2017-11-12 14:58:58 UTC
May 17 2017
1) There has been a numerical decline for four or
2) The church does not look like the community in
which it is located. The community has changed its
ethnic, racial, or socioeconomic makeup, but the
church has not. Many members are driving from other
places to come to the church.
3) The congregation is mostly comprised of senior
adults. It is just a few years of funerals away
from having no one left in the church.
4) The focus is on the past, not the future. Most
conversations are about the good old days. Those
good old days may have been 25 or more years in
the past. Often a hero pastor of the past is held
as the model to emulate.
5) The members are intensely preference-driven.
They are more concerned about their music style,
their programs, their schedules, and their
facilities than reaching people with the gospel.
6) The budget is severely inwardly focused. Most
of the funds are expended to keep the lights on
and/or to meet the preferences of the members.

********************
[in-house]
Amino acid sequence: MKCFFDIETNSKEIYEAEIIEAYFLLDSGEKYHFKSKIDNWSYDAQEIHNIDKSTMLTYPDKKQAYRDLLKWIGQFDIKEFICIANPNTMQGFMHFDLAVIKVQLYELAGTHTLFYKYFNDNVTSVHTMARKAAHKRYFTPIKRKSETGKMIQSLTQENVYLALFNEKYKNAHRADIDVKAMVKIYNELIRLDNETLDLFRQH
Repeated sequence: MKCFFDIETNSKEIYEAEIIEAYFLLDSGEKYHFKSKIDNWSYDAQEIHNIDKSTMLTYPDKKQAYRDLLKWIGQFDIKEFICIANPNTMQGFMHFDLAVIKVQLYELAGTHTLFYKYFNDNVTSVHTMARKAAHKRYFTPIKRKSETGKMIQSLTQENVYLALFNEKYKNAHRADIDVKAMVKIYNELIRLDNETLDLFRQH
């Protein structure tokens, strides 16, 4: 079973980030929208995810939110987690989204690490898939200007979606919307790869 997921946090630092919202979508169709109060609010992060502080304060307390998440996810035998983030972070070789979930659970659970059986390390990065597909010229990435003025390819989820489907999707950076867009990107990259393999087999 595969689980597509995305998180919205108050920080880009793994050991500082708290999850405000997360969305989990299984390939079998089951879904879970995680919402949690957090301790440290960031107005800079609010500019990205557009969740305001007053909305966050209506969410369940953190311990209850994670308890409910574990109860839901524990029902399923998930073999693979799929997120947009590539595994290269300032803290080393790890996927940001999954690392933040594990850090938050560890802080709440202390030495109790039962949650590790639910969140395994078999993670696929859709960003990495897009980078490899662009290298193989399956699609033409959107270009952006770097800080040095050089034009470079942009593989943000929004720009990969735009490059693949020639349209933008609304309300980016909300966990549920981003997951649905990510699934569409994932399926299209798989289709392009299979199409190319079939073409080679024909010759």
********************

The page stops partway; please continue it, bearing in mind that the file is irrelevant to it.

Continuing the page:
There are few dollars for ministry and missions.
7) There are sacred cow facilities. It might be a
parlor or a pulpit. It could be pews instead of
chairs. It might be the entirety of the worship
center or the sanctuary. Members insist on holding
tightly to those things God wants us to hold loosely.
8) Any type of change is met with fierce resistance.
The members are confronted with the choice to change
or die. And though few would articulate it, their
choice by their actions or lack of actions is the
choice to die.
Churches with four or more of these signs have three
choices. They can embark on a process of change and
revitalization. Or they can close the doors for a
season and re-open with a new name, a new vision, and
some new people.
Of course, the third choice is to do nothing. That
is the choice to die.
Thousands of churches will unfortunately do just
that the next twelve months.